Band introductions. Mick said Lisa was from Queens...I said, she's not from Queens...Brooklyn I think. And just as I said it, Lisa was making Mick laugh. He said, 'I fucked up.... not from Queens from Brooklyn".... Then he introduced Bernard from Queens...funny moment. I was hoping Mick would try to guilt Charlie into talking...He did !!!!!! Charlie was introduced and came out to stand hand in hand with Mick. Then as he returned to the drum riser, Mick pushed the mic towards him "...Do you want to say a word?" ....and Charlie said a word, "Hello!" Priceless. Mick's witty response "He said a word". First, Mick and Keith share a mic...then Charlie talks.... Can it get any better?......uhhh, yeah it can !!!! Keith is up next.

He thanks us all and says the Beacon is a great room...He loved it with the Winos...big cheer. Then... You Got the Silver was incredible. Ronnie was so damn good on slide...just amazing. Keith, meanwhile, went with a vocal that showed more power and big volume late....you rarely get that from keith. Made a huge impression. And he went to his knees to end it again.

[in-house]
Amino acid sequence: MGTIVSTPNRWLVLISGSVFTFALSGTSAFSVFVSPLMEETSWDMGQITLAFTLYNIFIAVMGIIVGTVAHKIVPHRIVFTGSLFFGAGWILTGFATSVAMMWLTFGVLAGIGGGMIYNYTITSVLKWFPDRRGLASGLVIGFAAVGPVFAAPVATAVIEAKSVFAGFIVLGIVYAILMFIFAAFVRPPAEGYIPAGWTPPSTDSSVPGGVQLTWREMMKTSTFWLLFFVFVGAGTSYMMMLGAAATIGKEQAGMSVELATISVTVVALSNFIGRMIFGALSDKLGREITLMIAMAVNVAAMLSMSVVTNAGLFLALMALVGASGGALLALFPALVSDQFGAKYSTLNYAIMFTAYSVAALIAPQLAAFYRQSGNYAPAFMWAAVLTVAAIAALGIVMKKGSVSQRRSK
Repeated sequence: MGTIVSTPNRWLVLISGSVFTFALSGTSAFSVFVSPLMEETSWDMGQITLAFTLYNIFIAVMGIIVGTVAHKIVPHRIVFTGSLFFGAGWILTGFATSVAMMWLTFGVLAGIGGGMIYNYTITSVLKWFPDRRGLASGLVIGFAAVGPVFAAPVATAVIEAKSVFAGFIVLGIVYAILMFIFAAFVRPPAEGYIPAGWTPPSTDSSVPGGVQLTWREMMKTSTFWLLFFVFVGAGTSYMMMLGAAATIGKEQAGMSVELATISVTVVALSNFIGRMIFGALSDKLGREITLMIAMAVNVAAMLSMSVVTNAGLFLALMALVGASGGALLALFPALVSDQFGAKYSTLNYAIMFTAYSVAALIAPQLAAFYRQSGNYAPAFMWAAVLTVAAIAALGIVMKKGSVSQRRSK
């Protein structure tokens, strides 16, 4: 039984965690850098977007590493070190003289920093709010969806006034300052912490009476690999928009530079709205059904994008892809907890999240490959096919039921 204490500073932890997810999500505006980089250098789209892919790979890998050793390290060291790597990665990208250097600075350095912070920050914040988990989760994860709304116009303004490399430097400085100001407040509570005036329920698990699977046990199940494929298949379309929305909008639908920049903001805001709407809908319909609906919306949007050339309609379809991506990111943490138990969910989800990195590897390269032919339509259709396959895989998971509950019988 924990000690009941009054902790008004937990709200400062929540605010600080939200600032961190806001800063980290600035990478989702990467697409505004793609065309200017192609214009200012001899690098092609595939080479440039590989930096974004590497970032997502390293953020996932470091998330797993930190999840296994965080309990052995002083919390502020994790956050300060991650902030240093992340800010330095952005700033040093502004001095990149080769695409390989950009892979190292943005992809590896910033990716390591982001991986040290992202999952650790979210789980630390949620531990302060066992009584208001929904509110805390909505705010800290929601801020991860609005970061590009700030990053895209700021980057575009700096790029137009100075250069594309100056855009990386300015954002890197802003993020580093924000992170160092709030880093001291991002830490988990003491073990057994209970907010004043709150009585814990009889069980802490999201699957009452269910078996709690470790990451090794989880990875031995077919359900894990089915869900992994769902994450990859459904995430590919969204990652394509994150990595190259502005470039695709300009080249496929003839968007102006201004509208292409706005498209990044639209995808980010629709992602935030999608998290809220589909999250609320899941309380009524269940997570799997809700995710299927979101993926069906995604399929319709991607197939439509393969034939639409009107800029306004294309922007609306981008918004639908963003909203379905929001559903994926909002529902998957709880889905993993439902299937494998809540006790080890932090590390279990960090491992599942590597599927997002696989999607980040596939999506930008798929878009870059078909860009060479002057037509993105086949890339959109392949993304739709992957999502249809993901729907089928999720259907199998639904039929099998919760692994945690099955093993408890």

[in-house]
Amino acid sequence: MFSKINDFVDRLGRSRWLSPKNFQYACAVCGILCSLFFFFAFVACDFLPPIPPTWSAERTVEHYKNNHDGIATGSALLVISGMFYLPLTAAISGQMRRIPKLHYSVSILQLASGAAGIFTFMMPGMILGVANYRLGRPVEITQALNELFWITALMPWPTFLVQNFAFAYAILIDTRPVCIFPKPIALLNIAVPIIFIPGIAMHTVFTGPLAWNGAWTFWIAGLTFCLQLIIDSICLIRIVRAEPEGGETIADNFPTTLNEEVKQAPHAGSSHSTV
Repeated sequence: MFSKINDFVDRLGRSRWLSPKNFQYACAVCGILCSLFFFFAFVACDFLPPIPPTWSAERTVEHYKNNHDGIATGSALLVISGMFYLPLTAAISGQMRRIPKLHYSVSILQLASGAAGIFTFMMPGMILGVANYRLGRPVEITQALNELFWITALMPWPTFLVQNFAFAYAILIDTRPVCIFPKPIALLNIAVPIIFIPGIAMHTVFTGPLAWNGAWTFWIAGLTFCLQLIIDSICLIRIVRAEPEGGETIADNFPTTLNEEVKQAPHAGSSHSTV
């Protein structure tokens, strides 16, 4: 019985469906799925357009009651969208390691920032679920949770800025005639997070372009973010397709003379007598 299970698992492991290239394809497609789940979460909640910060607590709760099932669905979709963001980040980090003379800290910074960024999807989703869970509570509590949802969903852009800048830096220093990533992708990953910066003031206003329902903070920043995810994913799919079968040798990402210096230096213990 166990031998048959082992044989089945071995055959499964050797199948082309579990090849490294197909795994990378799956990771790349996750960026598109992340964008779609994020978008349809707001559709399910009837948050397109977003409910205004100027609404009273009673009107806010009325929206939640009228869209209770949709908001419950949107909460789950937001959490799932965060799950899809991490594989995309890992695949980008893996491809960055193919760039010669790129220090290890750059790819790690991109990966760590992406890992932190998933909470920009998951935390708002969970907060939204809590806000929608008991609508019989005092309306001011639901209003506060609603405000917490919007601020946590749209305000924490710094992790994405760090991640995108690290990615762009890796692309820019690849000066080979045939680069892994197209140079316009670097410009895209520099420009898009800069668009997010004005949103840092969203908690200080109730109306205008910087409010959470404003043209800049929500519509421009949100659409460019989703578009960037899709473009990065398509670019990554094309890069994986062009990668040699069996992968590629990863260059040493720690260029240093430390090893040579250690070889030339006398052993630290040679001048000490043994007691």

I was penciling in T&A when Keith said, "this next one, ....haven't done it since...I think maybe the Winos....here"..... I was ready to come unglued !!!!...Connection !!!!.... They rehearsed it...and they brought it out !!!!!! And it sounded more Winos than Stripped outtakes '95. This was great. Really great backbeat and driving groove. Guitar from Ronnie and then Keith's first solo was so exciting. Keith was cool and in charge, even if he missed a word or two, he never let the song slip...it kept it's groove. It really reminded me of the Winos live version. I was ecstatic. My third big highlight of the show, coupled with Far Away Eyes and Charlie's one word "chat" that spoke volumes !!!!!!!! What a film this will be.

Sympathy for the Devil had Keith howling out on the guitar....a fighting cry...real cool. Christina Aguilera brought more and more power to Live with Me. She really did a nice job. and the band was jamming. Honky Tonk Women was in the show tonight...Keith with great confidence and groove, walked the center catwalk and took over.... the cool notes. Ronnie was spot on again when the solo came.

Start Me Up closed the regular set...Have they ever done that before ??? I doubt it. Again it was Keith walking to the center and getting this off to a loud start.